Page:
Total number of new asylum applications

2016

  • Total number of new asylum applications
NumberObservation Date
18,2142016
21,5192014
21,5712013
21,2422012


70.9

Refugee recognition rate

2013

  • Refugee recognition rate
NumberObservation Date
70.92013


20,000

Stateless persons

2016

  • Stateless persons
NumberObservation Date
20,0002016
20,0002015

Domestic Law Expand all

Legal tradition Show sources
NameObservation Date
Customary law2017
Common law2017
Muslim law2017

Core pieces of national legislation
NameYear AdoptedLast Year Amended
Kenya Citizenship and Immigration Act 2011

Does the country provide specific criminal penalties for immigration-related violations? Show sources
FinesIncarcerationObservation Date
YesYes2015
Grounds for criminal immigration-related detention/incarceration and maximum potential duration of incarceration Show sources
Grounds for IncarcerationMaximum Number of Days of IncarcerationObservation Date
Unlawful presence outside designated refugee camp02015
Unauthorized entry10952015
Unauthorised stay10952015

Provision of basic procedural standards Show sources
NameIn LawIn PracticeObservation Date
Right to legal counselYes2016
Right to appeal the lawfulness of detentionYes2016

Is the detention of vulnerable persons provided in law? Are they detained in practice? Show sources
NameIn LawIn PracticeObservation Date
Asylum seekersYes2014
Accompanied minorsYes2014
Unaccompanied minorsYes2014

International Law Expand all

Regional legal instruments Show sources
NameYear of Ratification (Treaty) / Transposed (Directive) / Adoption (Regulation)
ACHPR, African Charter on Human and Peoples Rights1992
ACRWC, African Charter on the Rights and Welfare of the Child2000
APRW, Protocol to the African Charter on Human and Peoples Rights on the Rights of Women in Africa (Maputo Protocol)2010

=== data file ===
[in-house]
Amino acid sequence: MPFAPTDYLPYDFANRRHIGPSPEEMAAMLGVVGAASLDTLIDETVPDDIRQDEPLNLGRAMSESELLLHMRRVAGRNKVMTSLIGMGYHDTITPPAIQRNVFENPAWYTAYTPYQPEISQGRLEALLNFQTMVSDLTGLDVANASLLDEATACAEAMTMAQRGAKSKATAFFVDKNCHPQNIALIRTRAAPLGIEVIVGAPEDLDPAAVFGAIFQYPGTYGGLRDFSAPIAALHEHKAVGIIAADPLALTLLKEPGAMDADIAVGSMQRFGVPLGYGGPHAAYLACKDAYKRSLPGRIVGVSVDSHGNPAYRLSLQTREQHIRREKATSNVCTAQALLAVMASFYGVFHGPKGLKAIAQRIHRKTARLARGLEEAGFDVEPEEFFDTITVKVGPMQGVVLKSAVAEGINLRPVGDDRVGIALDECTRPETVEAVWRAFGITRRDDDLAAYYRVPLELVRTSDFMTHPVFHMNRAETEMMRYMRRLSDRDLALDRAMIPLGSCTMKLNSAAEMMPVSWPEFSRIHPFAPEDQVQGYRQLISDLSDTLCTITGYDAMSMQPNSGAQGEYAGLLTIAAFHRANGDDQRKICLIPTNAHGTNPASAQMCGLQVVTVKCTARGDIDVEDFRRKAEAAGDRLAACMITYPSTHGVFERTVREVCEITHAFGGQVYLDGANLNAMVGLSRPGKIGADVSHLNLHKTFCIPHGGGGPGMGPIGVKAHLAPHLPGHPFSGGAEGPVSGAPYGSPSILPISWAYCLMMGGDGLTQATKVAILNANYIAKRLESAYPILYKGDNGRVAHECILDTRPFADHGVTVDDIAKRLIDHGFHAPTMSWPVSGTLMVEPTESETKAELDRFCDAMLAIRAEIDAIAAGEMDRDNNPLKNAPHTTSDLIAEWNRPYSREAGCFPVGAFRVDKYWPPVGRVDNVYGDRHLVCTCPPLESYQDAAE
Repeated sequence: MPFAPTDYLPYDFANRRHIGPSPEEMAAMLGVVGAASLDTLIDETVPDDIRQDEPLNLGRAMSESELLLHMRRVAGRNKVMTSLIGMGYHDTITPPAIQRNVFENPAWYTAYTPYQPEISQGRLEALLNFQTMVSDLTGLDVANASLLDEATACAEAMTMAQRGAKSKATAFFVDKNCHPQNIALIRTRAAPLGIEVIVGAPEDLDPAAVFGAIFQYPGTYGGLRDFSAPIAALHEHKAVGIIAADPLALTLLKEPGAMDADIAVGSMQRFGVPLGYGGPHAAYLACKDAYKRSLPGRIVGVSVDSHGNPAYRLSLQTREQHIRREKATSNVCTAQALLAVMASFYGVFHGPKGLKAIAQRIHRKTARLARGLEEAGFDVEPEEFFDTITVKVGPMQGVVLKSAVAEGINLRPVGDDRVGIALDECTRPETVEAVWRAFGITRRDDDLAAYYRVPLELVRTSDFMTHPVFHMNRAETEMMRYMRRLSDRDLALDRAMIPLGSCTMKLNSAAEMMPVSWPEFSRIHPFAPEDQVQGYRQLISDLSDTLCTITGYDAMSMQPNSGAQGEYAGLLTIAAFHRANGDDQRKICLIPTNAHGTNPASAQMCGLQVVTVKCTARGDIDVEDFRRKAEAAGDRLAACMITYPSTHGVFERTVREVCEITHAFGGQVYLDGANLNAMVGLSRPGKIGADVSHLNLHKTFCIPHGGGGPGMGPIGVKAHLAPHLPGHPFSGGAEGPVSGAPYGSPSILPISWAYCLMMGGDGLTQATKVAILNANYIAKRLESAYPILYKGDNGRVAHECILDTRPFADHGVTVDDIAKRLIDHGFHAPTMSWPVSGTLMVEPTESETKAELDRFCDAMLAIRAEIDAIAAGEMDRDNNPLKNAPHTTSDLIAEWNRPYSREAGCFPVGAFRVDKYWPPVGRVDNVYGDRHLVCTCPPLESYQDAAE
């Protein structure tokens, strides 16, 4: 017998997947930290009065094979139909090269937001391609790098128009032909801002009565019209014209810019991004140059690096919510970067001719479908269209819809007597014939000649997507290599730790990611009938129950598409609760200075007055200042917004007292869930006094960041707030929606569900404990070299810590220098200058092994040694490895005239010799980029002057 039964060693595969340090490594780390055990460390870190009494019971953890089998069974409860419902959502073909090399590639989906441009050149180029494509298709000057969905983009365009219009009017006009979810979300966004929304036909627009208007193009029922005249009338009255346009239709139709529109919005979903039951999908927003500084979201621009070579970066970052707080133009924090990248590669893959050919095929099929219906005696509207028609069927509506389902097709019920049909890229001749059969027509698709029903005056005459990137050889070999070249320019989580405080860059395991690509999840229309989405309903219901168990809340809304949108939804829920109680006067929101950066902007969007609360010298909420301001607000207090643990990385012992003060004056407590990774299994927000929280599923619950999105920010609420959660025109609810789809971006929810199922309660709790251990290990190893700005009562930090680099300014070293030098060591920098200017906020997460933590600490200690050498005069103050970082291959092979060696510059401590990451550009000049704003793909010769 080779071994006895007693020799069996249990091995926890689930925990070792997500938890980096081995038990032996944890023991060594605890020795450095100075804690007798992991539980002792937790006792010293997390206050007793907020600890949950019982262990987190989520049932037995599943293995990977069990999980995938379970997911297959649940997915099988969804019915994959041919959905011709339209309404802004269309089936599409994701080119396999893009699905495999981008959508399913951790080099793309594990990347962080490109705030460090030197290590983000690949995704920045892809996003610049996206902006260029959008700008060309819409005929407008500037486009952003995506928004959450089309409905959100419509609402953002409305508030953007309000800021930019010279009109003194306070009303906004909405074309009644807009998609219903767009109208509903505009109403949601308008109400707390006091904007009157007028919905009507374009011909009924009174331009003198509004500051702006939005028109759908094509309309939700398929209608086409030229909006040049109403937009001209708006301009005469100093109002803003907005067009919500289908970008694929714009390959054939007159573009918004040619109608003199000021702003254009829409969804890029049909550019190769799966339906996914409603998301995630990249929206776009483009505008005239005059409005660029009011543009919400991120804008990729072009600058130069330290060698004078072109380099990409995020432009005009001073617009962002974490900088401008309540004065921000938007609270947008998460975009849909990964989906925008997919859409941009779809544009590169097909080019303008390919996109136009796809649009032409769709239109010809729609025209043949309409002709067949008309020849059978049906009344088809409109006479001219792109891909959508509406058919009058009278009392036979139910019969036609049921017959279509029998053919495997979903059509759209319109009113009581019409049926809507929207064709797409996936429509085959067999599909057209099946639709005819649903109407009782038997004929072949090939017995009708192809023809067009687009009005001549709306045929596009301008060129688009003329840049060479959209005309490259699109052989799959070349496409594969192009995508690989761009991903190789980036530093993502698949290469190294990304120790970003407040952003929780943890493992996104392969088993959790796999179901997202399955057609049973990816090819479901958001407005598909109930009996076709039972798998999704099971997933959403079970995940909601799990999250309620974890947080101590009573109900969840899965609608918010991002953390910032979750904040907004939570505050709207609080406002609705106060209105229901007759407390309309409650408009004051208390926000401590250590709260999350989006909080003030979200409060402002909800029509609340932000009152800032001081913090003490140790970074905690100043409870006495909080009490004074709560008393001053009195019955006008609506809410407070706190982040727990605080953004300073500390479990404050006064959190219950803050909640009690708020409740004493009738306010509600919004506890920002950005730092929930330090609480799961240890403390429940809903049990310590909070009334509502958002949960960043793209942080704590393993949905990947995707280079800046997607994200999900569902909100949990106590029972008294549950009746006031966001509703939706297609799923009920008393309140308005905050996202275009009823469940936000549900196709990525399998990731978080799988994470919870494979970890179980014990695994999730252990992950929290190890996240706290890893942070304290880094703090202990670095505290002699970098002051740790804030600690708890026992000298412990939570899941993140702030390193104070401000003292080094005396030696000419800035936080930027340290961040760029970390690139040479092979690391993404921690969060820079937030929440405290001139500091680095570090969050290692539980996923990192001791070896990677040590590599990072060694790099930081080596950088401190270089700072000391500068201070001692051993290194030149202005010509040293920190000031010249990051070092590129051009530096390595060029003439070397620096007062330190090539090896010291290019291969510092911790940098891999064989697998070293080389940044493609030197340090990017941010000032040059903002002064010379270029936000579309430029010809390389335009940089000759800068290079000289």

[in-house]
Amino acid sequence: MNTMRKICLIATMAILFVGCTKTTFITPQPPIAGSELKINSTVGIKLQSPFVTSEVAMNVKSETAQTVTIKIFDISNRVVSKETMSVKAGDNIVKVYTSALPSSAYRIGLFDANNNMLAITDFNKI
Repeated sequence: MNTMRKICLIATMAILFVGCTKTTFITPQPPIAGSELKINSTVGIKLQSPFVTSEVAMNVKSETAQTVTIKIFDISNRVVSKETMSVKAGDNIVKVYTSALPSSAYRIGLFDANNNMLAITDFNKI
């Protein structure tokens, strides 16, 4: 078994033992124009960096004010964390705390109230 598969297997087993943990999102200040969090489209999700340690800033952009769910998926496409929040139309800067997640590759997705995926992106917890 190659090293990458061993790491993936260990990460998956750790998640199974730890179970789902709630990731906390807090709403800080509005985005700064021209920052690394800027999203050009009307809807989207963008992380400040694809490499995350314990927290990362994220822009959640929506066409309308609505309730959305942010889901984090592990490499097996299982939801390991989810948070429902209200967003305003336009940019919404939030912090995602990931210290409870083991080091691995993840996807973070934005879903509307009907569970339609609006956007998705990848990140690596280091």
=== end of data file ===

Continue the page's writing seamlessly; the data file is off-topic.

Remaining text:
Relevant recommendations of the UN Universal Periodic Review Show sources
Recomendation IssuedYear IssuedObservation Date
No20102017
No20152017

Institutions Expand all

Custodial authority
AgencyMinistryMinistry TypologyObservation Date
Kenyan Government2008
Kenya Police2007
Department of Immigration2007
Kenya Police2007
Detention Facility Management Show sources
Entity NameEntity TypeObservation Date
UN High Commissioner for RefugeesInternational or Regional Organization2008
Kenyan GovernmentGovernmental2008
Kenya PoliceGovernmental2007
Department of ImmigrationGovernmental2007
Formally designated detention estate? Show sources
Formally designated immigration detention estate?Types of officially designated detention centresObservation Date
YesDedicated immigration detention facilities2015
YesPolice stations2015
YesCriminal prisons2015
Types of detention facilities used in practice
Immigration detention centre (Administrative)Immigration field office (Administrative)Transit centre (Administrative)Reception centre (Administrative)Offshore detention centre (Administrative)Hospital (Administrative)Border guard (Administrative)Police station (Criminal)National penitentiary (Criminal)Local prison (Criminal)Juvenile detention centre (Criminal)Informal camp (Ad hoc)Immigration detention centre (Ad hoc)Surge facility (Ad hoc)Observation Date
2015

Do NGOs carry out visits? Show sources
Do NGOs regularly carry our visits?Observation Date
Yes2016

Socio Economic Data Expand all

Gross Domestic Product per capita (in USD) Show sources
Gross Domestic Product per capita (in USD)Observation Date
1,3582014
9942013
Remittances to the country Show sources
Remittances to the country (in millions USD)Observation Date
1,4802014
2,4672011
Remittances from the country Show sources
Remittances from the country (in millions USD)Observation Date
582010
Unemployment Rate Show sources
Unemployment RateObservation Date
9.22014
Net official development assistance (ODA) (in millions USD) Show sources
Net official development assistance (ODA) (in USD)Observation Date
2,665.12014
Human Development Index Ranking (UNDP) Show sources
Human Development Index Ranking (UNDP)UNDP four-tiered rankingObservation Date
145Low2015
147Low2014

Pew Global Attitudes Poll on Immigration Show sources
% who agree with the statement “We should restrict and control entry of people into our country more than we do now.”Observation Date
832007